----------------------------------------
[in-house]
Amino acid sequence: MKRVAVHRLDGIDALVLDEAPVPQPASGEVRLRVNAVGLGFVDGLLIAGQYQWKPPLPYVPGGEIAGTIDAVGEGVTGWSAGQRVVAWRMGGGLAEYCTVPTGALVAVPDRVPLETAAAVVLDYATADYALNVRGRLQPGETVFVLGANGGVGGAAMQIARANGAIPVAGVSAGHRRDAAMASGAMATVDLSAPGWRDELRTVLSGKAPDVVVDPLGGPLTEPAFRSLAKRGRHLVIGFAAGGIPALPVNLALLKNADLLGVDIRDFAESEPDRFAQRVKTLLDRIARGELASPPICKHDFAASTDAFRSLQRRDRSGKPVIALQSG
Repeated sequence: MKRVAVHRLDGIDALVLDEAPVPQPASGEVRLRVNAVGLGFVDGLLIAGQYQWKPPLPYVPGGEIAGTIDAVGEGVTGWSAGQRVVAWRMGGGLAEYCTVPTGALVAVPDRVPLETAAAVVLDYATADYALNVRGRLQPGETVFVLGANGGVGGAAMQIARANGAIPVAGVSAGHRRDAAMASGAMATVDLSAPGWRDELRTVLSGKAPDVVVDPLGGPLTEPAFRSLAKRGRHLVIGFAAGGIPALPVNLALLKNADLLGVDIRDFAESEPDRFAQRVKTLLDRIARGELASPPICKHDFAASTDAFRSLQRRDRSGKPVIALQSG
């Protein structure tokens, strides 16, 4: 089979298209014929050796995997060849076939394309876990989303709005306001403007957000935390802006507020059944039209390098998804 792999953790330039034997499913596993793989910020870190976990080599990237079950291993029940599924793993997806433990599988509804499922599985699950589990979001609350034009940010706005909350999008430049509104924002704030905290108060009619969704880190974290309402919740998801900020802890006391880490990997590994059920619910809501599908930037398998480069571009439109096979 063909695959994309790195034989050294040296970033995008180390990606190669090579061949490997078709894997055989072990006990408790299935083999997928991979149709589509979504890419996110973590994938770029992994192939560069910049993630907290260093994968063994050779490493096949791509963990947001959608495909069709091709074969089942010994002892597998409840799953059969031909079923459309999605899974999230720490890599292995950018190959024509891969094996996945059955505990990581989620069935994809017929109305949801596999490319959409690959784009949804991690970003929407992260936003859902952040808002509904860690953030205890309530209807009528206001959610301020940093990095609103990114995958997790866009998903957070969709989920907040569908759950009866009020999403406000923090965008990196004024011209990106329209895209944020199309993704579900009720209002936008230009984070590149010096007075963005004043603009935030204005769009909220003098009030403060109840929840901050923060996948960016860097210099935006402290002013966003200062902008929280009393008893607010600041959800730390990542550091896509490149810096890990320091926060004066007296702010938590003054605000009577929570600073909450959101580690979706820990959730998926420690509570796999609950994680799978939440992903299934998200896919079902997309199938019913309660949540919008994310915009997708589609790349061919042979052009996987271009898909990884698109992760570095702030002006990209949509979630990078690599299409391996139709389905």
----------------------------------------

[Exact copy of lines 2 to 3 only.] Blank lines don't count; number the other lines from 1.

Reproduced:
Amino acid sequence: MKRVAVHRLDGIDALVLDEAPVPQPASGEVRLRVNAVGLGFVDGLLIAGQYQWKPPLPYVPGGEIAGTIDAVGEGVTGWSAGQRVVAWRMGGGLAEYCTVPTGALVAVPDRVPLETAAAVVLDYATADYALNVRGRLQPGETVFVLGANGGVGGAAMQIARANGAIPVAGVSAGHRRDAAMASGAMATVDLSAPGWRDELRTVLSGKAPDVVVDPLGGPLTEPAFRSLAKRGRHLVIGFAAGGIPALPVNLALLKNADLLGVDIRDFAESEPDRFAQRVKTLLDRIARGELASPPICKHDFAASTDAFRSLQRRDRSGKPVIALQSG
Repeated sequence: MKRVAVHRLDGIDALVLDEAPVPQPASGEVRLRVNAVGLGFVDGLLIAGQYQWKPPLPYVPGGEIAGTIDAVGEGVTGWSAGQRVVAWRMGGGLAEYCTVPTGALVAVPDRVPLETAAAVVLDYATADYALNVRGRLQPGETVFVLGANGGVGGAAMQIARANGAIPVAGVSAGHRRDAAMASGAMATVDLSAPGWRDELRTVLSGKAPDVVVDPLGGPLTEPAFRSLAKRGRHLVIGFAAGGIPALPVNLALLKNADLLGVDIRDFAESEPDRFAQRVKTLLDRIARGELASPPICKHDFAASTDAFRSLQRRDRSGKPVIALQSG